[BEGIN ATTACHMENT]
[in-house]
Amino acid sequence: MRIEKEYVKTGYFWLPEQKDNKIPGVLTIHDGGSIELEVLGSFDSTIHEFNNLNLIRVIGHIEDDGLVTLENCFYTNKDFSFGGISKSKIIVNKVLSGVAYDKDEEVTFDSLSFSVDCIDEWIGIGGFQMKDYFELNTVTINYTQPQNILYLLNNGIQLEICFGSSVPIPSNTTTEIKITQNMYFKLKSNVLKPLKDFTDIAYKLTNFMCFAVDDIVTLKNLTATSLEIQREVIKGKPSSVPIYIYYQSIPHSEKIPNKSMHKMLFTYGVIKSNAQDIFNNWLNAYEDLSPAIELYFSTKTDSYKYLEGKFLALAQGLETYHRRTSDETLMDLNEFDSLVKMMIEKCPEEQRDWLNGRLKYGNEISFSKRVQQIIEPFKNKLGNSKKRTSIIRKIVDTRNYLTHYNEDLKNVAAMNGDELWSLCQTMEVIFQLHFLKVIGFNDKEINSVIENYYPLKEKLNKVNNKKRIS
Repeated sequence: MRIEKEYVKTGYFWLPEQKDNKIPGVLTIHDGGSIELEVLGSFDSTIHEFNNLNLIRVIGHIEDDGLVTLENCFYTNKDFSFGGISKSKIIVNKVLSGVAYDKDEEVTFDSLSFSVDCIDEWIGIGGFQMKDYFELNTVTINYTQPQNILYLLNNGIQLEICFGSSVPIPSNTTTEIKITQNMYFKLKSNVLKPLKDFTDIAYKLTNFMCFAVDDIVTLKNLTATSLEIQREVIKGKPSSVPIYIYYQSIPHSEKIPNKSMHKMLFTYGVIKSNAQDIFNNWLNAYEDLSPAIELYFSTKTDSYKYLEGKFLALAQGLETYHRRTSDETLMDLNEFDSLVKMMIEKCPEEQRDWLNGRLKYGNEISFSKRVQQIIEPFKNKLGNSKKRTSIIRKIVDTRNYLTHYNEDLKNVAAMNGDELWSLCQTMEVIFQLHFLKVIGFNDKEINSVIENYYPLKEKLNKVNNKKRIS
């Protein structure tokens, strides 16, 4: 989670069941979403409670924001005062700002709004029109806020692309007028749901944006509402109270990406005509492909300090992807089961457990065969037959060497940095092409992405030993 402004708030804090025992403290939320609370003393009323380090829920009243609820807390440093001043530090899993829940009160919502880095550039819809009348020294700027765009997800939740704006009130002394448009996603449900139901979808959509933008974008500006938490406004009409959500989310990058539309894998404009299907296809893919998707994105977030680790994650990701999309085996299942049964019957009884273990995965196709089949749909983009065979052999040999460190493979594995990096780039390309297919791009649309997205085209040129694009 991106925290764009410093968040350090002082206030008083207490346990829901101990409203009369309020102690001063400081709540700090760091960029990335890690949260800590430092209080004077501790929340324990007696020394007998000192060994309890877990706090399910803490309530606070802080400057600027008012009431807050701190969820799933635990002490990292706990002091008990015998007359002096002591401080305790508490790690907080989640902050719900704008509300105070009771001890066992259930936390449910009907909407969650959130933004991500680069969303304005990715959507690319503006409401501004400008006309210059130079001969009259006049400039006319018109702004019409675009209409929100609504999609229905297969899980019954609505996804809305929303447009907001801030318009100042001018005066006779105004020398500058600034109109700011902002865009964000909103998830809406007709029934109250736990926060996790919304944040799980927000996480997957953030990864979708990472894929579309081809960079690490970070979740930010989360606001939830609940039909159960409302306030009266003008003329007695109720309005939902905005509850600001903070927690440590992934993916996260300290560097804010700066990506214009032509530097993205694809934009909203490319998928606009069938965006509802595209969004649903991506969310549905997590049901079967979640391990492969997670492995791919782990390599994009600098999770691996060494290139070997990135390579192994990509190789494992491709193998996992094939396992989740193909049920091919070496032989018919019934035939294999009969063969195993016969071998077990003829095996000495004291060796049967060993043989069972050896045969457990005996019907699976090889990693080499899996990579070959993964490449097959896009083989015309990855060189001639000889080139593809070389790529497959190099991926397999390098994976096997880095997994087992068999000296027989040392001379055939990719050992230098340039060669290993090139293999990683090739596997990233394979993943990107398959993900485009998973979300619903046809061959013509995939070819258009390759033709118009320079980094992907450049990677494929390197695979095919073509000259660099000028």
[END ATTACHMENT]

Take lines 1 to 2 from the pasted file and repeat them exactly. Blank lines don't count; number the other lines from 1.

[in-house]
Amino acid sequence: MRIEKEYVKTGYFWLPEQKDNKIPGVLTIHDGGSIELEVLGSFDSTIHEFNNLNLIRVIGHIEDDGLVTLENCFYTNKDFSFGGISKSKIIVNKVLSGVAYDKDEEVTFDSLSFSVDCIDEWIGIGGFQMKDYFELNTVTINYTQPQNILYLLNNGIQLEICFGSSVPIPSNTTTEIKITQNMYFKLKSNVLKPLKDFTDIAYKLTNFMCFAVDDIVTLKNLTATSLEIQREVIKGKPSSVPIYIYYQSIPHSEKIPNKSMHKMLFTYGVIKSNAQDIFNNWLNAYEDLSPAIELYFSTKTDSYKYLEGKFLALAQGLETYHRRTSDETLMDLNEFDSLVKMMIEKCPEEQRDWLNGRLKYGNEISFSKRVQQIIEPFKNKLGNSKKRTSIIRKIVDTRNYLTHYNEDLKNVAAMNGDELWSLCQTMEVIFQLHFLKVIGFNDKEINSVIENYYPLKEKLNKVNNKKRIS